What do Oculus, Dollar Shave Club, Tinder, Snapchat & Maker Studios all have in common? They, along with 1,000 more start ups, originated in LA. Yet the centre of all things tech and ‘start-up’ has always been regarded as Silicon Valley on the outskirts of San Francisco. Read more »

This crisis has made FIFA’s World Cup more valuable

sean mehanLike the Olympic Games before it controversy over conduct of FIFA officials will make World Cup sponsorship more valuable argues Sean Meehan.

To the frustration of reformists, Sepp Blatter has been re-elected President of FIFA despite sensational dawn raids and longstanding accusations of widespread corruption. Detractors now call on sponsors to use their economic power, withdraw support and force FIFA’s hand on issues of leadership and the bidding processes.

This is not going to happen. Read more »

If fans want to hit FIFA where it hurts they should look at their media deals, not sponsors

Andrew WoodwardWhile sponsors have been urged to boycott FIFA the media, which pays billions for World Cup rights, are the ones that carry real power for reform argues Andrew Woodward. 

The events and subsequent coverage over the last week of the various shenanigans involving FIFA and its band of merry men and women have been remarkable, astonishing and concerning on so many fronts.

But as one of the relative few who has seen all of this on the inside, I must say I am somewhat bemused by the witch-hunt against sponsors. Read more »

Edgell gets edgy as 100-year-old brand looks to modernise with Plus One social experiment

Screen Shot 2015-05-28 at 4.56.04 PM


Steve Jones examines how a century old FMCG brand embraced social media to help bolster its floundering sales.

According to the Australian Dictionary of Biography, next year marks the 110th anniversary of Gordon Edgell’s first dalliance with vegetables.

It was in 1906 that he and wife Elsie bought Bradwardine, near Bathurst, from pastoralist and politician Sir Francis Suttor. And it was here where Gordon planted a hundred acres of apples, pears and asparagus using cutting edge farming technology, including mechanical cultivation. Read more »

Branded content is just the ad industry’s latest psychosis


In this opinion piece Eaon Pritchard argues that, at times, the industry slips in and out of a strange state of psychosis, with branded content and social media engagement two of the latest examples.

The term ‘salience’ – in marketing speak – refers to the likelihood that a particular brand will ‘come to mind’ easily in buying situations.

In ‘How Brands Grow’, Professor Byron Sharp uses the term to describe the idea of ‘mental availability’. Read more »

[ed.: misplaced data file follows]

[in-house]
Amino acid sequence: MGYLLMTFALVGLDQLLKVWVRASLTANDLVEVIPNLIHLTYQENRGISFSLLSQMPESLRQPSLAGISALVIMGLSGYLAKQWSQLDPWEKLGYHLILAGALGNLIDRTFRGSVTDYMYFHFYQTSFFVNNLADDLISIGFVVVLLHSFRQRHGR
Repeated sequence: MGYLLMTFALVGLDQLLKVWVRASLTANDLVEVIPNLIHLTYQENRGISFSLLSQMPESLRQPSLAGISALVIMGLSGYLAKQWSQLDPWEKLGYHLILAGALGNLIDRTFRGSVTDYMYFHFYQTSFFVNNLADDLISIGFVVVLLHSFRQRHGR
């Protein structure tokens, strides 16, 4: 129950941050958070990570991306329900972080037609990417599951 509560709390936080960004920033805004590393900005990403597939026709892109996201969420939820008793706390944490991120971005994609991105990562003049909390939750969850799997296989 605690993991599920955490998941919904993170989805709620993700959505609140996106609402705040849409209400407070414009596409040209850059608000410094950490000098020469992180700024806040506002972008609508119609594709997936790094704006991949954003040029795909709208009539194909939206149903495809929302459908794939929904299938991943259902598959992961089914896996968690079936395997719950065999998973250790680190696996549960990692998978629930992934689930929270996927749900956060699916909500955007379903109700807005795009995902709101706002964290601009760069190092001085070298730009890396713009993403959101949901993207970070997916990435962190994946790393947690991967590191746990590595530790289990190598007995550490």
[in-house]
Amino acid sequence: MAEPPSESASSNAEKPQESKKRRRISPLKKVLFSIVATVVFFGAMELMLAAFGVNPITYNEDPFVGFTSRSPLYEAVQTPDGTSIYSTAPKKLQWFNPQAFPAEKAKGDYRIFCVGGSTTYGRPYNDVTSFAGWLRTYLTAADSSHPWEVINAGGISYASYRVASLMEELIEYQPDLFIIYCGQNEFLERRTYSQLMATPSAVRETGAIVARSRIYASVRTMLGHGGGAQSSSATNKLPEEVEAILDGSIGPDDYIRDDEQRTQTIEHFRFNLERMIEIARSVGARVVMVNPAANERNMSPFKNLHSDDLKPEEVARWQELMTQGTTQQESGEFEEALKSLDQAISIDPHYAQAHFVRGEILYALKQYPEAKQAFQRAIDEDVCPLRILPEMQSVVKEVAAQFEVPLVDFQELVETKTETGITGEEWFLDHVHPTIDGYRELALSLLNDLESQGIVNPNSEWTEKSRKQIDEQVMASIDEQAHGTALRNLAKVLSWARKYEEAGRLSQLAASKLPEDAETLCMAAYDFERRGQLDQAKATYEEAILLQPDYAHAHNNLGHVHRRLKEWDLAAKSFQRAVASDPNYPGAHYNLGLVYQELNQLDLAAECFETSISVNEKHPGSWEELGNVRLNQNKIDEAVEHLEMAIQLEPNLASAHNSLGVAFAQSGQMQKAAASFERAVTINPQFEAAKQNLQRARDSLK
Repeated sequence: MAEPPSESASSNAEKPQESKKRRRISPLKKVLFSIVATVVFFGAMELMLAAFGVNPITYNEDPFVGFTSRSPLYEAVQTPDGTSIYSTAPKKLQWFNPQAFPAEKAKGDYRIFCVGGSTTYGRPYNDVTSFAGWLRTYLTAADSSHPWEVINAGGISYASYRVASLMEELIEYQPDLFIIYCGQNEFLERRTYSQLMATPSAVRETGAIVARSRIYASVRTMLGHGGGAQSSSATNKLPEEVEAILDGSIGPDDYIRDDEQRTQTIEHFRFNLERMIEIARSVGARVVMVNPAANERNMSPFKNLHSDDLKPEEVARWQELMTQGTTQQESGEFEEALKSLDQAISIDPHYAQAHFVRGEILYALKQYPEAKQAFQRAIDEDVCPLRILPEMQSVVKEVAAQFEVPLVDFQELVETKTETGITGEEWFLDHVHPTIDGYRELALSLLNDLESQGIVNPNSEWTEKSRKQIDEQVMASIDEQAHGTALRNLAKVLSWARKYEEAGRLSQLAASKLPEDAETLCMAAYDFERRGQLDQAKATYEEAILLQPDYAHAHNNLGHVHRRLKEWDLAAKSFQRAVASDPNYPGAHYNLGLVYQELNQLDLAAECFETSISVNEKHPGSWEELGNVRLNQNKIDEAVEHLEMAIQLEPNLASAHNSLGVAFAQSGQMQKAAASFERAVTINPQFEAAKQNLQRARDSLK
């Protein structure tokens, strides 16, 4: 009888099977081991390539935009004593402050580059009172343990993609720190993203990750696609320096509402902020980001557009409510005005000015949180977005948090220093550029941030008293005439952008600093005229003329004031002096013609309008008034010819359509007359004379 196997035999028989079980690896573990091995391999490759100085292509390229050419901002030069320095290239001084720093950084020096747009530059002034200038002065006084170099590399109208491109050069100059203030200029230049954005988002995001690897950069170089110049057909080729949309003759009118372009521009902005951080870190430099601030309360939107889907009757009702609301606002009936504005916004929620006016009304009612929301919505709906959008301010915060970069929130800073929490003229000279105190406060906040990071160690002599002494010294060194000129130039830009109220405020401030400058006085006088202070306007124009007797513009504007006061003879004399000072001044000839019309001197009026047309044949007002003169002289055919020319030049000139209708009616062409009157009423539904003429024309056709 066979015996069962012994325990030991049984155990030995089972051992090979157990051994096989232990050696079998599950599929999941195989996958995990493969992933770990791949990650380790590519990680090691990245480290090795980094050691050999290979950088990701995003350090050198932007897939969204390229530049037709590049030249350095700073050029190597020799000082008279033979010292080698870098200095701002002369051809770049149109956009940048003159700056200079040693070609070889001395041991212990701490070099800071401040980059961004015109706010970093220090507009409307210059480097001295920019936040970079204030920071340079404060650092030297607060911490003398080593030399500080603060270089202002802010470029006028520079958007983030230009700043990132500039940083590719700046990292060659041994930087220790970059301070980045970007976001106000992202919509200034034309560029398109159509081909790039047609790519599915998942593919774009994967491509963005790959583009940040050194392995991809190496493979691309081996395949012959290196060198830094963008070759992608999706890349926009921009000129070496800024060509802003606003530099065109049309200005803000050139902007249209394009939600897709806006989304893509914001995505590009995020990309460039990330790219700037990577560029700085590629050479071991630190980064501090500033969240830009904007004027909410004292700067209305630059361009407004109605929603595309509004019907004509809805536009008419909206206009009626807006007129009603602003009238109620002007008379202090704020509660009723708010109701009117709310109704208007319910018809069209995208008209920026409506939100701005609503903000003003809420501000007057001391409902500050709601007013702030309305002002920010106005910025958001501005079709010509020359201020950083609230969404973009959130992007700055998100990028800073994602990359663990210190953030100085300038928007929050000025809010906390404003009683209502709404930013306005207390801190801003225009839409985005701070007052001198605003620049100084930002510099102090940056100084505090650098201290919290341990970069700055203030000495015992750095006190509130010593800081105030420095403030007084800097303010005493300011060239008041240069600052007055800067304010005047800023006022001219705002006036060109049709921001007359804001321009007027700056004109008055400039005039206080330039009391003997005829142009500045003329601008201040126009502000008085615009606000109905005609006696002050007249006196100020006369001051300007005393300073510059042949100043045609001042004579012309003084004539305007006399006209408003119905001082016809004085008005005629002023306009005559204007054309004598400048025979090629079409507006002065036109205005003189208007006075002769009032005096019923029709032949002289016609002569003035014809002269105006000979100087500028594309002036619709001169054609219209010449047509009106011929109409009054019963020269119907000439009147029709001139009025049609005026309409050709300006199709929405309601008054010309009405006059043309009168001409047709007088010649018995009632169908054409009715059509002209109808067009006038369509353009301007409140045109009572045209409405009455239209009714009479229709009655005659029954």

FIFA is in crisis but you’d be mad to give up a sponsorship

Andrew WoodwardFIFA has been thrown into chaos after the arrest of officials over claims of corruption in football. But former Visa global sponsorship head Andrew Woodward argues while change is needed sponsors would be mad to dump the organisation now.

Around the world today, PR folks in places like San Francisco, Seoul , Chicago, Nuremberg, St Louis and Atlanta are fielding calls from breathless journalists asking if they will continue their sponsorship of the FIFA World Cup.

Meanwhile, marketing is on the phone as social media is turning over at pace as people say things like “I am going to boycott your product unless you dump FIFA”. Read more »

From shit to leaky pipes: Five lessons from TEDx Sydney

Lachlan james and roshini hegermanIn this opinion piece Roshni Hegerman and Lachlan James share their five most valuable insights from the recent TEDx Sydney event.

Arguably the world’s most inspirational event, TED and its local variations, TEDx, reliably deliver equal amounts of insight, foresight, revelatory sparks and imagination-bending stimulation.

We challenge anyone to walk away after even one TEDx talk without any inspiration, but here we have gathered the five lessons we took away from TEDxSydney 2015 for those who missed it. Read more »

The trickle-down economics of content marketing

tim burrowes landscapeYesterday The Guardian was revealed as offering just 14c per word for creating branded content. But the dilution of brand dollars before they reach creators is widespread in the rapidly changing content marketing landscape, argues Mumbrella’s Tim Burrowes.

A few weeks back, I had an interesting inside glimpse of trickle-down economics in action.

A big media company (not The Guardian, as it happens), had done a content marketing deal with a luxury client.    Read more »

Getting ahead in the media world

Michael Donohoo Michael Donohoo talks about his experiences on the GroupM ‘M Grad Program’ and how it has helped him as he starts his career.

In the latter half of 2014 I was in my last semester of university. The finish line was in sight and a decision had to be made about post-university life – my career.

I had studied marketing, but a few burning questions remained: how do I get a start in such a competitive field? How do I build my future career? Read more »